Here is another common use of the word adjunct: Dr. Pratt is also an adjunct professor of Research and Statistics and the author of a number of research papers on various technology related subjects.
Any unmalted grain used in making beer. It's starches must be gelatinized and mashed with the enzymes from malted grains, in order to turn them into sugars. It is very undesirable to put unconverted starches into your beer.
IS ANY FERMENTABLE INGREDIENT ADDED TO BEER EXCEPT FOR MALTED BARLEY AND MALTED WHEAT
An unmalted fermentable ingredient, like honey or sugar. It is used to increase the alcohol or add to the flavor. Adjunct grains, like corn or rice, can be added to lighten the flavor of the beer.
Grains (such as rice, corn, maize, or wheat) used in addition to malted barley to make a beer. They tend to lighten the flavor of a beer and produce alcohol.
The wheat, rice, oats, corn or other fermentable unmalted grain or ingredient that is added to beer to lighten the flavour and to help produce alcohol.
Starches such as corn, rice, and sugar, which dilute the flavor and character of the malt and act as fermentable sugars.
fermentable additive to beer, other than barley.
A loose definition refers to unmalted grains that are added to some beers to increase alcohol content and lighten the flavor. Common examples are flaked barley, rice, corn, maize, oats, etc. A more strict definition calls anything that is added to beer other than water, barley, hops, and yeast an adjunct.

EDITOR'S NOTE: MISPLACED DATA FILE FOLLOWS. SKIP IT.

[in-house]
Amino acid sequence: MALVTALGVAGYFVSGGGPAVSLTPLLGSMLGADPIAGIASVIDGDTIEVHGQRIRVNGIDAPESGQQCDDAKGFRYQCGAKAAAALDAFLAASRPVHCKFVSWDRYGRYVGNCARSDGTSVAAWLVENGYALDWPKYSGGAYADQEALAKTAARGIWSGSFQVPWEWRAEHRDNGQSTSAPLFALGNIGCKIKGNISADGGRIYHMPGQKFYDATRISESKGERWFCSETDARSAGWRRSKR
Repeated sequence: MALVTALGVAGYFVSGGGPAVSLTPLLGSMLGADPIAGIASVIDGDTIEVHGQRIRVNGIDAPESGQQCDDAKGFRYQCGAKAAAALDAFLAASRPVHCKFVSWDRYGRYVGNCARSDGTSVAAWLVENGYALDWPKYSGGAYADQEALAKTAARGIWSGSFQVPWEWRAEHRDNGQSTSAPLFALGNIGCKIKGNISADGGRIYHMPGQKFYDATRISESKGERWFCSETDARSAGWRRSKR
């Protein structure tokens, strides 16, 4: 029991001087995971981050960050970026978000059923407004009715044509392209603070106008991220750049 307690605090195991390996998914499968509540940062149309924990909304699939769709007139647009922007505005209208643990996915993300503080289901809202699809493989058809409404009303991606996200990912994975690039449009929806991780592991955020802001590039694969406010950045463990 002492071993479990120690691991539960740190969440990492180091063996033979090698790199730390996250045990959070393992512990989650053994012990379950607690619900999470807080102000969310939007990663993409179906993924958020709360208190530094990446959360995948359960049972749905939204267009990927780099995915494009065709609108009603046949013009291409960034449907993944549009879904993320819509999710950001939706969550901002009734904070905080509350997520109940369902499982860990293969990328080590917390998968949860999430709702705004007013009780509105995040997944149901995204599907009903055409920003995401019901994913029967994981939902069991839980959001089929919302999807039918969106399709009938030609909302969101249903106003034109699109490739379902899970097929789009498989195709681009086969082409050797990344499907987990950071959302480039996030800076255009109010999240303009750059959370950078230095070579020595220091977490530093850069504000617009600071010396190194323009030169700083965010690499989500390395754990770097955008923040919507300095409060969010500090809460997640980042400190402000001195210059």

An adjunct is any fermentable grain â€“ typically rice or corn â€“ added to barley malt for beer making. Often used in light-bodied beers, these non-malt substitutes produce cheaper fermentable sugars when added to the mash. Mass-produced (industrial) American beers often contain 30-60 percent adjunct, whereas Northwest craft brews contain no adjuncts. Oregon craft breweries typically use more malt and hops in their recipes than their industrial cousins.
Any unmalted grain used as a source of sugar in brewing.
Unmalted grain used in making beer; its starch must be converted to sugar by malt enzymes in the mash kettle.
Fermentable material used as a substitute for traditional grains, to make beer lighter-bodied or cheaper.
A starch source for brewing other than malt. Examples: corn, rice.
A substitute for barley in a beer recipe. It is generally an unmalted cereal. It makes the beer cheaper to produce and serves to lighten the beer as well.
Any non-enzymatic fermentable. Adjuncts include: unmalted cereals such as flaked barley or corn grits, syrups, and sugars.
Any grain added to barley malt for beer making, especially rice, corn, unmalted wheat and unmalted barley. These adjuncts must be gelatinized before mashing. They must be used with a high diastatic powered barley malt to insure diastatic enzymes.
Any substitute unmalted grain or fermentable ingredient added to the mash in order to produce specialized beer, or a lighter, paler, and less malty beer. Examples include wheat, oats, rye, corn, flaked rice, and inverted sugar.
Fermentable substance used instead of traditional grains to make beer lighter-bodied or cheaper.